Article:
Night-ride - Barnes to Birmingham!

BIRMINGHAM CONSERVATOIRE - PIANO ALL-NIGHTER

Friday 3 March, 7.30pm - Saturday 4 March, 7.30am Town Hall Birmingham

Almost five years since my epic Land’s End to John O’Groats concert tour by bike, I am thrilled to announce the recycling of the Olympianist for a new challenge: London to Birmingham over-night. This is a un undertaking that is less grand in timescale, but no less bold in ambition - and perhaps even more daunting.

As soon as the first note of this unique all-night pianothon is sounded at the historic Town Hall in Birmingham, I’ll set off from my London home and cycle through the night to Town Hall in Birmingham, where on arrival and before the sun starts to creep over the horizon, I’ll plays Ravel’s ‘Gaspard de la Nuit'. Live pictures of the ride will screened in the foyer, and our progress will be tracked.

Playing Ravel’s nocturnal masterpiece poses pianistic challenges at the best of times, let alone at 7am after having cycled 125 miles through the winter night!! But it is one I am revelling, and with the right ‘cyclogical’ approach (and hopefully tail winds), is achievable

I am very grateful to be joined by a group of club mates who will assist me in this slightly mad - and insomniac - venture. See how long you can stay awake to follow our progress. A champagne breakfast awaits for those who can last the distance.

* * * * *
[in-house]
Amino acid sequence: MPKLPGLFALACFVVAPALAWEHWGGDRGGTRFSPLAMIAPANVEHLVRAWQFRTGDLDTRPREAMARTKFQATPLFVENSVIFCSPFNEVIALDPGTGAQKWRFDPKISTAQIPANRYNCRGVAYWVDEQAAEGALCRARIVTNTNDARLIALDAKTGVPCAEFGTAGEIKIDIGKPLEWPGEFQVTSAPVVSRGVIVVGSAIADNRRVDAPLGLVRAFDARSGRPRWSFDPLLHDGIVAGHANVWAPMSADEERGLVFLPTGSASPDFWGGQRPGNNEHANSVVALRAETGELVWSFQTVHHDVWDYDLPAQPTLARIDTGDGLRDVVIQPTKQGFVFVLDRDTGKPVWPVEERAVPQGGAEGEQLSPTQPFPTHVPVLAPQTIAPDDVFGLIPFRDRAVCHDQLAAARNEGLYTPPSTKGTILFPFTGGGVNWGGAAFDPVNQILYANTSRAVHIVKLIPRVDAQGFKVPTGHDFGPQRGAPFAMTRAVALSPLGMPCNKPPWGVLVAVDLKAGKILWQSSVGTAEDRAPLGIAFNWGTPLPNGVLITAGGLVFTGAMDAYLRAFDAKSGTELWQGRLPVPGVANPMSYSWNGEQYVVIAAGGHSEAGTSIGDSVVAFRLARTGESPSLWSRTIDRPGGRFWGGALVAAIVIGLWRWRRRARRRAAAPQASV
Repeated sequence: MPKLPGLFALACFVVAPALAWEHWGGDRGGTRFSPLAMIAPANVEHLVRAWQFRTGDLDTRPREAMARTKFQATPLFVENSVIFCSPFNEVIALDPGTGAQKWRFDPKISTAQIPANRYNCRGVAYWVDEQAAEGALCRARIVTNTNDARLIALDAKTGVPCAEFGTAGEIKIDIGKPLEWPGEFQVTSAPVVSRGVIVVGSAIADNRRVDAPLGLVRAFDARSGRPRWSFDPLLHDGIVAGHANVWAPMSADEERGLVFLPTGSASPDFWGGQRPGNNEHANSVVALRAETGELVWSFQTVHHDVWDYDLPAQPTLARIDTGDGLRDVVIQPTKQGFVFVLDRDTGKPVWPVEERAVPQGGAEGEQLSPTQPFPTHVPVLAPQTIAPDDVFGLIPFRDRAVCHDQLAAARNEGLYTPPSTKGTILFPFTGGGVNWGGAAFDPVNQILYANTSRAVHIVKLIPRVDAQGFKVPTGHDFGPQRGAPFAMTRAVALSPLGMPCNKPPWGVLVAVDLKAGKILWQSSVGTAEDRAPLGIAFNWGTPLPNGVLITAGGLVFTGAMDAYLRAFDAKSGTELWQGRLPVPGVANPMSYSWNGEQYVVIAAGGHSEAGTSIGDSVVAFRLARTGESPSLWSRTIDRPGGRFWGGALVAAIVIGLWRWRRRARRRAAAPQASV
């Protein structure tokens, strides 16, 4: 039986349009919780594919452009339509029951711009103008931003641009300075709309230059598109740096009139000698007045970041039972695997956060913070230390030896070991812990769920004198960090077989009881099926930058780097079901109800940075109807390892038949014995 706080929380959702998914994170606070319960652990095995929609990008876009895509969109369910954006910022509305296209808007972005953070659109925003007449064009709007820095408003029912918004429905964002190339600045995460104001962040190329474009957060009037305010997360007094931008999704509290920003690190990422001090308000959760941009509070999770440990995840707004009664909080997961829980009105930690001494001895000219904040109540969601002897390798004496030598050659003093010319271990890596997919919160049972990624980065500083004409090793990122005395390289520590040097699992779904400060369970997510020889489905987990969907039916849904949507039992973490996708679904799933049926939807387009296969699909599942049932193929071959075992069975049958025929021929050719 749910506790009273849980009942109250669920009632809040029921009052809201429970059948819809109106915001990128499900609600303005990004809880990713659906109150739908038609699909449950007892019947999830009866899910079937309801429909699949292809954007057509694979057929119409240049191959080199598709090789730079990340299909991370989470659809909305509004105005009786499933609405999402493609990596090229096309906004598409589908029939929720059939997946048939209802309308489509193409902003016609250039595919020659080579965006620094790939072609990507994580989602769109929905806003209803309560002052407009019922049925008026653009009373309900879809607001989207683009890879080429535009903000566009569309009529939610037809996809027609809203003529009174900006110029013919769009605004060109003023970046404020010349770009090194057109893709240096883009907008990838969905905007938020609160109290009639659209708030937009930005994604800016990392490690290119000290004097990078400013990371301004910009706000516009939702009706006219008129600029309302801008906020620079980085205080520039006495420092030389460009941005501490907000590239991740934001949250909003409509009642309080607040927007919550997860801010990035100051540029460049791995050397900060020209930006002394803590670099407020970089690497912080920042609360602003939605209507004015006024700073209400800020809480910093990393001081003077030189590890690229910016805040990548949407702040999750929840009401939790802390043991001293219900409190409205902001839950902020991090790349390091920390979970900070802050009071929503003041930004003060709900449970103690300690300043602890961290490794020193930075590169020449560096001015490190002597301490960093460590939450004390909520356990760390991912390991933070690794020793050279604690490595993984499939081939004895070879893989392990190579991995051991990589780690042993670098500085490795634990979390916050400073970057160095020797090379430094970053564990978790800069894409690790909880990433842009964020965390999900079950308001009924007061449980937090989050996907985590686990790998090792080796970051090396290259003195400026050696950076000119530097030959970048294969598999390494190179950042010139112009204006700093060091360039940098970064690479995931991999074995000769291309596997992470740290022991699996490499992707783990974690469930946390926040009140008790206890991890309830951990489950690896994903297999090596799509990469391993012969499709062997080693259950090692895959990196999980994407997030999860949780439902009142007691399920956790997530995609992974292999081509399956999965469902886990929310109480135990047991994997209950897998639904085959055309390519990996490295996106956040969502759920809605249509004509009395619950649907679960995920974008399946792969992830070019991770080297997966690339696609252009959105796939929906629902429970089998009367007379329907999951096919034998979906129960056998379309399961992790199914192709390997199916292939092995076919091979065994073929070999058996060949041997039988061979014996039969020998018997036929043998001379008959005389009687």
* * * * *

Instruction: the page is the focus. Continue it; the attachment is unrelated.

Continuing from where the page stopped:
Comment and advice all appreciated.

I’ll be updating and posting Live videos in the days ahead.

Complete Beethoven Concerti

I'm thrilled to be embarking on a fascinating 9-month journey through arguably the greatest and most perfectly formed series of works for piano and orchestra. First port of call is no. 1 in C major (however he actually wrote this after the 2nd) and it's full of the typical early-classical joyous spirit, elegance and gallant style, with a particularly witty last movement, with a central section which even today sounds wild and almost 'groovy'. Beethoven was a good 100-years ahead of his time and here makes us smile at every turn. The slow movement is sublime, glowing lyricism. The Coriolan Overture and jubilant 1st Symphony make up the rest of the programme. I'm grateful to Ben Knowles for inviting me and to all the young players of the London Beethoven Orchestra for all the hard work they are putting in.

Shouldering Brahms

I'm happy to report that I'm back to full fitness after suffering a broken shoulder in May as a result of a nasty cycling accident. I was slated to play Brahms Concerto no. 1 in last June's Ulverston International Music Festival, and was devastated at the time not to be able to perform this most passionate of piano concertos. Any one who has a similar injury would be well advised to 'shoulder Brahms' and practice this piece; the tremelando octaves are the prefect medicine to aid movement in the joint. Swimming is very much on the agenda too - I'm contemplating swimming from Dover to Calais and performing a concert on each side of the channel!

Skryabin Preludes

I'm looking forward to my CD released for sale in the New Year. I'm currently preparing the liner notes and it's fascinating to delve into Skryabin's life and discover links between his perosnality and music. I've just produced a little 'blogumentary' about the marked change in style from the early Chopinesque period to hs later works which veer towards atonality. Watch this space.

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